5 Common Misconceptions About Aviation Maintenance Training

Aviation Maintenance | AIM
If you have been considering a career in aviation maintenance, be aware of the following five misconceptions.

At first glance, having a career in aviation mechanics seems to be a pretty good gig. That is not to say it is not, but it is a matter of combining the right education with the right opportunities. There is also a lot of incorrect information out there that can be confusing for someone new to the field. If you have been considering a career in aviation maintenance, be aware of the following five misconceptions.

First, most promotional advertising will promise you a well-paying career. Aviation mechanics certainly can be a good way to make some money, but it can vary greatly. If you follow the right steps, you will find yourself on the upper range of the pay scale. However, according to the United States Department of Labor, pay can range anywhere from $35,190 for the lowest 10 percent of mechanics, and $76,660 for the upper 10 percent.

There is also quite a bit of discussion about whether or not you need a college degree or just vocational training. The truth is that among those making the most money in the aviation mechanic field, there are just as many with college degrees as there are without. There are many different ways to get the experience you need without spending five years in college.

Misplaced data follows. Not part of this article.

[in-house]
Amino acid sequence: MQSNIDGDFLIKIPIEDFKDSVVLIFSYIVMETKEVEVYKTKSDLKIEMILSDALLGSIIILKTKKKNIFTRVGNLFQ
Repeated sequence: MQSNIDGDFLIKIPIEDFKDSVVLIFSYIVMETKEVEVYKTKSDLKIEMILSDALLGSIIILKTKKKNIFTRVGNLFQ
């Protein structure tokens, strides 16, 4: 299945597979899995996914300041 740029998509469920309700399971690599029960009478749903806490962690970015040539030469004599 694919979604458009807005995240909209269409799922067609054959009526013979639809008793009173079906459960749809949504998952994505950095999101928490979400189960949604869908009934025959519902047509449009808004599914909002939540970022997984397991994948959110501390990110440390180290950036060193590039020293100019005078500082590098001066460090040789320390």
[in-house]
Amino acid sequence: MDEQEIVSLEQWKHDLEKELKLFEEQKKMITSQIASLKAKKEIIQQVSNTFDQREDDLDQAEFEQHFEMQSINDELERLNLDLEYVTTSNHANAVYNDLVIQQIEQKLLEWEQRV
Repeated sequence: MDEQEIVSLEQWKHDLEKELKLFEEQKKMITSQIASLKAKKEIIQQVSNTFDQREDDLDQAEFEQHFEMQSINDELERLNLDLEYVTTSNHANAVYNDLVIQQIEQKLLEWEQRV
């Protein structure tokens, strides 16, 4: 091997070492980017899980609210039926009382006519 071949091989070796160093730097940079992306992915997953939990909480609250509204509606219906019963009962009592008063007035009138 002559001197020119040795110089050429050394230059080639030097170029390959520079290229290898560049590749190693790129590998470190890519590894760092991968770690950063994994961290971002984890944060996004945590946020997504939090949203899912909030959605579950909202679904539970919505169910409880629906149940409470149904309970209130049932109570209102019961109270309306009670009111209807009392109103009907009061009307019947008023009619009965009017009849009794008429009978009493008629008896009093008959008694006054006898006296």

It is also a common misconception about where you need to live to make a living as an aviation mechanic. While it certainly helps to live near a major airport hub like Chicago’s O’Hare Airport or Denver International Airport in Denver, mechanics are employed at other places as well. Airfreight operators such as UPS or FedEx, corporations who maintain their own planes or other private aircraft owners also employ maintenance professionals. To make the most money, you may need to consider moving, but it may not always be necessary.

People also expect that if you are working on such expensive pieces of equipment, that you must be licensed to do so. However, in some situations you may not need to procure your license, saving you time and money.

There is no one degree that covers the whole field of aviation maintenance. Before committing to a program, you must make some decisions about what section of the industry you want to work in, whether you are going to be working on jets or smaller aircraft, and the opportunities present in your area. Aviation maintenance can be a very rewarding field provided you do your research first and make the right decision for your career.

For more information about aviation maintenance career training, the Aviation Institute of Maintenance Aircraft Mechanic School Programs is where you can learn more. Visit our Consumer Information Disclosure page, Your right to know, today.

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